Politics

Republican Presidential Candidates Say Climate Change Isn’t A Foreign Policy Issue

CREDIT: Dylan Petrohilos/AP Photo

In two separate foreign policy addresses in South Carolina on Friday, Republican presidential candidates Scott Walker and Marco Rubio both criticized Democrats for addressing climate change as a foreign policy issue.

Hillary Clinton, President Barack Obama and other Democrats have spoken about the need to address climate issues as international policy and global security issues. But the Wisconsin governor and Florida senator, both climate change deniers, ruled out the possibility they would address global climate issues while dealing with what they see as major security threats like “radical Islamic terrorism” and Obama’s Iran deal.

“Political rhetoric will not keep us safe,” Walker said during his speech at The Citadel, the military college of South Carolina in Charleston. “We’ve had enough of a president who proclaims that the greatest threat to future generations is climate change.”

Similarly, in his speech focused on the country’s policies toward China at the Charleston Metro Chamber’s World Trade Center, Rubio criticized Clinton for acting on climate change when she served in the Obama administration.

“This is one of many reasons Hillary Clinton must not become our next president,” Rubio said. “One of her first actions as secretary of state was to reassure China’s rulers that cooperation on climate change, of all things, was more important to her than calling Beijing to account for its violations of human rights.”

Obama is currently traveling to a number of U.S. cities, including New Orleans on the tenth anniversary of Hurricane Katrina, to discuss the threats climate change pose to the country. Throughout his presidency, he has also addressed climate change as a foreign policy issue and has worked with other countries to take action to toward cleaner energy, renewable energy development, cutting energy waste, and reducing emissions, among other initiatives.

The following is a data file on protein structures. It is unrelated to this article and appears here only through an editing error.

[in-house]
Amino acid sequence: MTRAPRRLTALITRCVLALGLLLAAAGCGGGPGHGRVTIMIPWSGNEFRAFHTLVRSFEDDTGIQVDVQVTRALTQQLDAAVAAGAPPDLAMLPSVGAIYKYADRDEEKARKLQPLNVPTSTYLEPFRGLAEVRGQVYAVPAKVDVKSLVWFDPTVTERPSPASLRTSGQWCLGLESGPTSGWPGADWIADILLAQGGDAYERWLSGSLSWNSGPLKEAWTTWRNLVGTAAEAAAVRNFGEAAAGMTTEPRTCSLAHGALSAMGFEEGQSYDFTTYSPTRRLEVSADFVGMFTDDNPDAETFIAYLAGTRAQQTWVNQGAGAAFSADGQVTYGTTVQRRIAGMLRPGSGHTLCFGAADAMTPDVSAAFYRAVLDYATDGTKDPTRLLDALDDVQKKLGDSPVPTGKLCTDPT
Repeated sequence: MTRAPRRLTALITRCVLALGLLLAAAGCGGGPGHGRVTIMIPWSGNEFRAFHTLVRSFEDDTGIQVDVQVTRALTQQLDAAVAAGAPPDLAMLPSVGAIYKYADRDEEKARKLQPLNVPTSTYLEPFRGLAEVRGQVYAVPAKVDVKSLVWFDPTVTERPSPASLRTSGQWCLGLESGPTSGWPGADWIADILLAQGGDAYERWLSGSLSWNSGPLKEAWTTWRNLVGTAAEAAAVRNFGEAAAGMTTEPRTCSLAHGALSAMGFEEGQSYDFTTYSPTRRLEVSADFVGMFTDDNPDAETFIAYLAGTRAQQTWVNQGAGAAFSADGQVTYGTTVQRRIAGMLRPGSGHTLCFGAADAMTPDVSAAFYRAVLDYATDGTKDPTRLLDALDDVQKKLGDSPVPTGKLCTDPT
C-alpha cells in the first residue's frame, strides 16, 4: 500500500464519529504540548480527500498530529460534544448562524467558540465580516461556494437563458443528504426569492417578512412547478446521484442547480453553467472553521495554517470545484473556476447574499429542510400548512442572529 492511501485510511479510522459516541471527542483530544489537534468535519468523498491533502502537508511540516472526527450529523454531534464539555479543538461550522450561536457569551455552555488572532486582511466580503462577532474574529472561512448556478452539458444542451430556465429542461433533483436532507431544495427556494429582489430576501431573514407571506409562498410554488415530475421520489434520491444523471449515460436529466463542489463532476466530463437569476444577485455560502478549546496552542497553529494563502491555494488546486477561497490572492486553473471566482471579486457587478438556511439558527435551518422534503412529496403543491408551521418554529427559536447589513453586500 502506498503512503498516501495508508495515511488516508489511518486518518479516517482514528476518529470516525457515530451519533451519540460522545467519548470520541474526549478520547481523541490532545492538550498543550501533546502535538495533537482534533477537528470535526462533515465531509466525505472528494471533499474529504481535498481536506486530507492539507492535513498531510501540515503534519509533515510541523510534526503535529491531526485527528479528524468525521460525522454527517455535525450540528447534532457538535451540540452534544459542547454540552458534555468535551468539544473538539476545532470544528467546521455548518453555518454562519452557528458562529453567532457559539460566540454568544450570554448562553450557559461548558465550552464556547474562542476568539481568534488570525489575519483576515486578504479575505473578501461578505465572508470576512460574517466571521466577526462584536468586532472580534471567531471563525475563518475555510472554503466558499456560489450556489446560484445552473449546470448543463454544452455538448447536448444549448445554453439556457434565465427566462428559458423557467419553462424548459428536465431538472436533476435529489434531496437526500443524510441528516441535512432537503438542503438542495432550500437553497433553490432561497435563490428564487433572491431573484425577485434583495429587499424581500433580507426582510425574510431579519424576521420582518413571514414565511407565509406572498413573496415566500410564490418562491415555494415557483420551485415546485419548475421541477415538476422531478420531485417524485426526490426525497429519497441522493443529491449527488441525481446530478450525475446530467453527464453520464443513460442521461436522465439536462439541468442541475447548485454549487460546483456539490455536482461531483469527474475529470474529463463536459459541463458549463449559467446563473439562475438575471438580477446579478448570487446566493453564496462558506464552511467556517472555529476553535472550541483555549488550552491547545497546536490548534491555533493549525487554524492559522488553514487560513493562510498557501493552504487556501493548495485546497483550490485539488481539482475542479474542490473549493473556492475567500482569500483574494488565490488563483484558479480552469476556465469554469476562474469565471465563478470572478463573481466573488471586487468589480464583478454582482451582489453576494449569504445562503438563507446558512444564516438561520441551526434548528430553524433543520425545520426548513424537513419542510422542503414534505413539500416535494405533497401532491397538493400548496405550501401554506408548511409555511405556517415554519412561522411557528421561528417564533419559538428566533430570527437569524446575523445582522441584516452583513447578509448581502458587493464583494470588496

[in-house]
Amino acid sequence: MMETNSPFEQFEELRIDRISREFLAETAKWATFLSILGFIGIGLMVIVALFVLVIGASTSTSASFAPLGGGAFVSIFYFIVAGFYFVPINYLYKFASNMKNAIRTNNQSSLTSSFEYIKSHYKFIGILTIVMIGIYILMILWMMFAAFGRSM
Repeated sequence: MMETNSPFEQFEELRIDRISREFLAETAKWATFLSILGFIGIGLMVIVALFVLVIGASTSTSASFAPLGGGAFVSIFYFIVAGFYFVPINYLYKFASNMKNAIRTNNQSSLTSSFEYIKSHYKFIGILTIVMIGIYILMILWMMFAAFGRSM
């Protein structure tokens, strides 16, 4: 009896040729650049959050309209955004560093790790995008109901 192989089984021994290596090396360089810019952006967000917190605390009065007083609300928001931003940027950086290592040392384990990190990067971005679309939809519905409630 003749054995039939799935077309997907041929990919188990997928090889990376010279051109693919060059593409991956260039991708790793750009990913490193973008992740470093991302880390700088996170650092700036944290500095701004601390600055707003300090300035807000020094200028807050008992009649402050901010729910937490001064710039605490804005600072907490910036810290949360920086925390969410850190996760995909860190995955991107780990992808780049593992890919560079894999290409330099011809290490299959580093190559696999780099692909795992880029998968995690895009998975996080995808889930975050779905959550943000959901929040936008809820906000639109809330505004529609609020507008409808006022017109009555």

Obama has also stressed the links between climate change and conflict. The White House said in a report earlier this year that “a changing climate will act as an accelerant of instability around the world, exacerbating tensions related to water scarcity and food shortages, natural resource competition, underdevelopment, and overpopulation.”

Rubio’s denial of climate change as a human rights issue ignores all of the human rights implications of the warming of the planet — effects that are even more apparent on the anniversary of Hurricane Katrina’s destruction. The United Nations has called climate change a human rights issue because of the potential effects of sea level rise, natural disasters and other climate issues that undercut people’s rights to health, food, water, and even self-determination.

“Climate change impact is a moral issue above all,” Anote Tong, president of the small island nation Republic of Kiribati, told the UN. “It remains the biggest moral challenge facing human kind, and for low lying countries, climate change is about our survival into the future.”

The U.S. military understands the realities of how climate change affects people around the world and the negative impacts of heavy dependence on fossil fuels. But the presidential candidates aren’t the only lawmakers to ignore its expertise. The Republican controlled-House continues to dig in its heels, last year passing an amendment to prevent the Department of Defense from using funding to address the national security impacts of climate change.